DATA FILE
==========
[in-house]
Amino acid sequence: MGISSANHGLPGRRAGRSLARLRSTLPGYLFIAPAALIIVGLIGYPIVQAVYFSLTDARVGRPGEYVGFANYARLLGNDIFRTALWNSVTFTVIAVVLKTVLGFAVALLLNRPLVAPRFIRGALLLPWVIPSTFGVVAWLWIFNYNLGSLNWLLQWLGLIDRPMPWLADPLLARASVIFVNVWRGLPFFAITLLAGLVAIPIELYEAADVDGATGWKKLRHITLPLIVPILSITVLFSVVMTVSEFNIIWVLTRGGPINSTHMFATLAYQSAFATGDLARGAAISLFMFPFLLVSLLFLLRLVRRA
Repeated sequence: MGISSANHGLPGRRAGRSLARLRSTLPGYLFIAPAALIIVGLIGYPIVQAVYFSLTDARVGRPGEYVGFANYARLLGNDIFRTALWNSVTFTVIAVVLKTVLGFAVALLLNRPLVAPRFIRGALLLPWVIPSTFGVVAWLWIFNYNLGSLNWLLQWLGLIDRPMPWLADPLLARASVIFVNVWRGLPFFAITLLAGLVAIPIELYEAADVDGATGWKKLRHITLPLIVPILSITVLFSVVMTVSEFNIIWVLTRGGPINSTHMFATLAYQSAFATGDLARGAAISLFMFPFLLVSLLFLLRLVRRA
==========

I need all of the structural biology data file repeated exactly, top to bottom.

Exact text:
[in-house]
Amino acid sequence: MGISSANHGLPGRRAGRSLARLRSTLPGYLFIAPAALIIVGLIGYPIVQAVYFSLTDARVGRPGEYVGFANYARLLGNDIFRTALWNSVTFTVIAVVLKTVLGFAVALLLNRPLVAPRFIRGALLLPWVIPSTFGVVAWLWIFNYNLGSLNWLLQWLGLIDRPMPWLADPLLARASVIFVNVWRGLPFFAITLLAGLVAIPIELYEAADVDGATGWKKLRHITLPLIVPILSITVLFSVVMTVSEFNIIWVLTRGGPINSTHMFATLAYQSAFATGDLARGAAISLFMFPFLLVSLLFLLRLVRRA
Repeated sequence: MGISSANHGLPGRRAGRSLARLRSTLPGYLFIAPAALIIVGLIGYPIVQAVYFSLTDARVGRPGEYVGFANYARLLGNDIFRTALWNSVTFTVIAVVLKTVLGFAVALLLNRPLVAPRFIRGALLLPWVIPSTFGVVAWLWIFNYNLGSLNWLLQWLGLIDRPMPWLADPLLARASVIFVNVWRGLPFFAITLLAGLVAIPIELYEAADVDGATGWKKLRHITLPLIVPILSITVLFSVVMTVSEFNIIWVLTRGGPINSTHMFATLAYQSAFATGDLARGAAISLFMFPFLLVSLLFLLRLVRRA